The Denver Museum of Nature & Science wants public’s help to name the first mammoth discovered at the Ice Age fossil site near Snowmass Village.
Starting today, visitors to the Museum’s website can pick one name from a list of five, each with a tie to the mammoth fossil find. Ballots can also be cast in person at the museum starting Monday Dec. 20, on the bridge outside the IMAX 3D Theater on Level 2.
To cast a vote, visit www.dmns.org\snowmastodon-project, or visit the Museum. The naming contest runs through Jan. 14. The winning name will be announced Jan. 18. Here are the choices:
Jessie - named for bulldozer operator Jesse Steele, who uncovered the first bones while working in Ziegler Reservoir on Oct. 14
• Ella - the three-year-old daughter of construction superintendent, Kent Olson, who took the bones home to try to identify them and realized they’d discovered something big
• Ziggy - for the Ziegler family, who owned the land where the reservoir was built and the Ice Age site was discovered
• Samammoth - for Museum educator Samantha Sands, who presented mammoth programs to 8,500 schoolchildren in five days in the Roaring Fork Valley
• Snowy - for Snowmass Village, home of the Ice Age site
The naming contest runs through Jan. 14. The winning name will be announced Jan. 18.
The museum has a number of ways to learn more about the Snowmass Village Ice Age discoveries:
- Visitors can touch real tusk fragments from Snowmass Village at the Mammoth Cart outside the IMAX 3D Theater on Level 2. The cart also features peat samples that the Snowmass Village fossils were buried in, and photos and video from the November excavation. Visitors can also touch models of mammoth and mastodon teeth.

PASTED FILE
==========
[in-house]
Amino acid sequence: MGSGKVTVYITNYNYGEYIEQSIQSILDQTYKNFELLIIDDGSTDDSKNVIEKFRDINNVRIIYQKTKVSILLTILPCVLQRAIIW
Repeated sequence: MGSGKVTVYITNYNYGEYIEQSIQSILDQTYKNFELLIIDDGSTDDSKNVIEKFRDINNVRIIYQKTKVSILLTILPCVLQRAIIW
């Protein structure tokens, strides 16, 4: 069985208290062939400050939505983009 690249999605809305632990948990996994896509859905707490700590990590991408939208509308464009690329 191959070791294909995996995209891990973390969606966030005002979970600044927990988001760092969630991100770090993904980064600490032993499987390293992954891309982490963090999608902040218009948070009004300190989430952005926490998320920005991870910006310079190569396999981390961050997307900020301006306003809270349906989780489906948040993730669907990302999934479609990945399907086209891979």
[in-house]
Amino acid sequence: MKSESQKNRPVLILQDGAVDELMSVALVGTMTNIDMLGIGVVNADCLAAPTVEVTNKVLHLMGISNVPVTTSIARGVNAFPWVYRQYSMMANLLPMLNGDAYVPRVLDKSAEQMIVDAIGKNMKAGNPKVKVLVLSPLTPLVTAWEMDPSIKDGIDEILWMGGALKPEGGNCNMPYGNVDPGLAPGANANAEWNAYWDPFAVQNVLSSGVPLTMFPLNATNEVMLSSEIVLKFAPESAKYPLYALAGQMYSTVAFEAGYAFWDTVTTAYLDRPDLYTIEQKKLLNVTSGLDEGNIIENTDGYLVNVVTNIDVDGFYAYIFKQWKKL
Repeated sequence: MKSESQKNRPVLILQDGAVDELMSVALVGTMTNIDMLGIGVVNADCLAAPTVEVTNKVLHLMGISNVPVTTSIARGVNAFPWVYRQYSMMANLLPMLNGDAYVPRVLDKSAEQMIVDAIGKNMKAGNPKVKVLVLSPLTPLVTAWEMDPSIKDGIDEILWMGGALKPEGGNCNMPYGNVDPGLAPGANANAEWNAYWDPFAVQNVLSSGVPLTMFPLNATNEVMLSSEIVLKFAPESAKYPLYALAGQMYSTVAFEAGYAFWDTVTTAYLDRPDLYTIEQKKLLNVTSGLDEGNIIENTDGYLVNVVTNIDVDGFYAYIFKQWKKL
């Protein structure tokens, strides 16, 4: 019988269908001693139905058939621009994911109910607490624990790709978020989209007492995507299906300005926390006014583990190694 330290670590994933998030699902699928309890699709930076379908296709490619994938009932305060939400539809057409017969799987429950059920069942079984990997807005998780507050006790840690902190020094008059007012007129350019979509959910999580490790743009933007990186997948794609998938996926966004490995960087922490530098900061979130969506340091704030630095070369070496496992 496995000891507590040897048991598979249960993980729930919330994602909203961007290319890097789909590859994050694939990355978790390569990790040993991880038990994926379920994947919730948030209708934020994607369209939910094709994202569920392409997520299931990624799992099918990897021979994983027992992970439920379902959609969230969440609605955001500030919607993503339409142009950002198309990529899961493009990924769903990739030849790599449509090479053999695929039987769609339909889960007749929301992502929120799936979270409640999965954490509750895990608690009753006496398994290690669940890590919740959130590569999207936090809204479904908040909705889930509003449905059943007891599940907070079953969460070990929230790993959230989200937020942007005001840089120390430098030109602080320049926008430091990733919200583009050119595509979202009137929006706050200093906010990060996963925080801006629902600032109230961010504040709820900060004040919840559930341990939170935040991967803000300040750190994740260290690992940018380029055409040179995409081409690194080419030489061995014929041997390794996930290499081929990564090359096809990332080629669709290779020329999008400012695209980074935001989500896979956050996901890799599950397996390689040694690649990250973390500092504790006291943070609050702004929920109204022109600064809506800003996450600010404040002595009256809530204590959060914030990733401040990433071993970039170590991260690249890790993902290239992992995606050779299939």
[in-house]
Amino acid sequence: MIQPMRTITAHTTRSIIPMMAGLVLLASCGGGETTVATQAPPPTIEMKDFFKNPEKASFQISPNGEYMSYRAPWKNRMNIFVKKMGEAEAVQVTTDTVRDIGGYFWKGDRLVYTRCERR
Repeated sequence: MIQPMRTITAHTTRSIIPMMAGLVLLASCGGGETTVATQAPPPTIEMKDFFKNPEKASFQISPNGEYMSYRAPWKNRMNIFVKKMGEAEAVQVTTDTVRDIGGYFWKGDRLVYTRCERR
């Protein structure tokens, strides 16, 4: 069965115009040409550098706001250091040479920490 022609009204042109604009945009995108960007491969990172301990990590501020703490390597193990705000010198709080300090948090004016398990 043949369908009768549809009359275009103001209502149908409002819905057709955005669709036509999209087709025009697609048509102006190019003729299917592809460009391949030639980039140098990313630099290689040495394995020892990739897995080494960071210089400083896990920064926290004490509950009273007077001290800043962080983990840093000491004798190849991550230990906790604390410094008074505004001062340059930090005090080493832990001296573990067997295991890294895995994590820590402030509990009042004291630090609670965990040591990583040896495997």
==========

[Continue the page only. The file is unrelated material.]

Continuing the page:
- The live Earth Today show on the Galaxy Stage in Space Odyssey is devoted to the Snowmass Village Ice Age fossil discoveries.
- Visitors can also peer through the windows in the paleontology lab in Prehistoric Journey where staff and volunteers are cleaning and preparing a few of the fossils recovered from Snowmass Village before they are sent to the conservation lab.
After the discovery of the juvenile Columbian mammoth in mid-October, excavation crews began digging for additional fossils on Nov. 2. Over two weeks, they uncovered an entire preserved Ice Age ecosystem including several mammoths and mastodons, insects, plants, and the first Jefferson’s ground sloth to be found in Colorado.